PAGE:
Influence of the nitrogen source on the tolerance of Actinidia chinensis to Pseudomonas syringae pv. actinidiae
Marta Nunes da Silva is a biologist by training. She obtained her PhD in Agronomical Sciences in April 2021, from the University of Porto, Portugal. Her research interests include the study of plant-pathogens interactions, through physiological, genomic and metabolomic approaches, and plant nutrition, focusing on the effect of environmental contamination and distinct cultural practices on plant fitness and productivity. Marta’s PhD study focused on unravelling the regulatory mechanisms underpinning kiwifruit plant tolerance to the pandemic bacterium Pseudomonas syringae pv. actinidiae (Psa) through integrated approaches. Marta used micro- and mesocosm settings to evaluate plant genotypic variability to Psa and develop sustainable disease mitigation strategies. Her study showed that the green-fleshed kiwifruit (Actinidia chinensis var. deliciosa) consistently showed higher endophytic bacterial density than the kiwi berry (A. arguta), being accompanied by a greater extent of disease symptoms, decreased total chlorophylls, increased lipid peroxidation and an upregulation of the ammonia assimilation cycle. In contrast, in A. arguta bacterial colonization was lower, resulting in limited impairments in plant metabolism. Her results suggest that the abscisic acid pathway and the differential expression of specific defence-related genes play key roles in the distinct tolerance of A. chinensis and A. arguta to Psa. Moreover, NH4+ seems to be unfavourable to A. chinensis defence mechanisms by increasing N accumulation in plant tissues (which favours Psa growth), and by promoting the jasmonic acid and ethylene pathways (which negatively affect plant defences). An evaluation of the antimicrobial potential of six plant essential oils (PEOs) (anise, basil, cardamom, cumin, fennel, and laurel) also revealed that cumin was effective in decreasing Psa endophytic population after foliar application. Overall, Marta’s findings provided innovative knowledge on the regulatory pathways triggered by Psa infection in Actinidia. It demonstrated the relevance of N nutrition in kiwifruit plants’ susceptibility to the pathogen, and highlighted the contribution of PEOs and elicitors to more successful and sustainable disease management. So far, her PhD work resulted in four publications in peer-reviewed international journals, including the eJHS (European Journal of Horticultural Science).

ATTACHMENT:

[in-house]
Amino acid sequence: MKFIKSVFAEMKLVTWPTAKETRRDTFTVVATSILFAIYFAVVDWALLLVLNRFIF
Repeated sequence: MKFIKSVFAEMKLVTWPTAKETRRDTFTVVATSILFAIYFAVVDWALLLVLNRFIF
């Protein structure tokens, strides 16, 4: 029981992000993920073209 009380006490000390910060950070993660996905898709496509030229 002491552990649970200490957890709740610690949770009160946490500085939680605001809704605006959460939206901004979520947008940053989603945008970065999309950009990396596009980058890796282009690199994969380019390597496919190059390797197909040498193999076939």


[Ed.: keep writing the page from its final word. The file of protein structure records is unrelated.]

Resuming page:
Marta Nunes da Silva won the ISHS Young Minds Award for the best oral presentation at the X International Symposium on Kiwifruit, which was held virtually in Turkey in September 2021.
Marta Nunes da Silva, Escola Superior de Biotecnologia da Universidade Católica Portuguesa, Rua de Diogo Botelho 1327, 4169-005 Porto, Portugal, e-mail: email@example.com
The article is available in Chronica Horticulturae